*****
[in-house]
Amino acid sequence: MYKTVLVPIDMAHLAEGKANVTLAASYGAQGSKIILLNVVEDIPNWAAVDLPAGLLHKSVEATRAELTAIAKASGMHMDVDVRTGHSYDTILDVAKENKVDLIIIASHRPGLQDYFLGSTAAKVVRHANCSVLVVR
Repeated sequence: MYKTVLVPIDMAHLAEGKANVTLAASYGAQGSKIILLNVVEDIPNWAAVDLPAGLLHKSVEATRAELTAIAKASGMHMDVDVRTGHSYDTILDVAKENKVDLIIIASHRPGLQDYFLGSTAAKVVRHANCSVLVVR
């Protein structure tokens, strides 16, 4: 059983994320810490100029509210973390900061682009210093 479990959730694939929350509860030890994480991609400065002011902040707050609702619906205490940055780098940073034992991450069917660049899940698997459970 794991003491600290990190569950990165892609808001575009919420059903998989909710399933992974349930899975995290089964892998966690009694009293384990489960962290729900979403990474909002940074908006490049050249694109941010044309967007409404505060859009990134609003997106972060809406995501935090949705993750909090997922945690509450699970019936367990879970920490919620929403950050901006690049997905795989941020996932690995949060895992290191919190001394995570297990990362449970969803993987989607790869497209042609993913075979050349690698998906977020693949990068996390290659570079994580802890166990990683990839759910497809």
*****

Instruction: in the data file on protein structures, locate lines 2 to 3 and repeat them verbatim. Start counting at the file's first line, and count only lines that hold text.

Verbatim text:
Amino acid sequence: MYKTVLVPIDMAHLAEGKANVTLAASYGAQGSKIILLNVVEDIPNWAAVDLPAGLLHKSVEATRAELTAIAKASGMHMDVDVRTGHSYDTILDVAKENKVDLIIIASHRPGLQDYFLGSTAAKVVRHANCSVLVVR
Repeated sequence: MYKTVLVPIDMAHLAEGKANVTLAASYGAQGSKIILLNVVEDIPNWAAVDLPAGLLHKSVEATRAELTAIAKASGMHMDVDVRTGHSYDTILDVAKENKVDLIIIASHRPGLQDYFLGSTAAKVVRHANCSVLVVR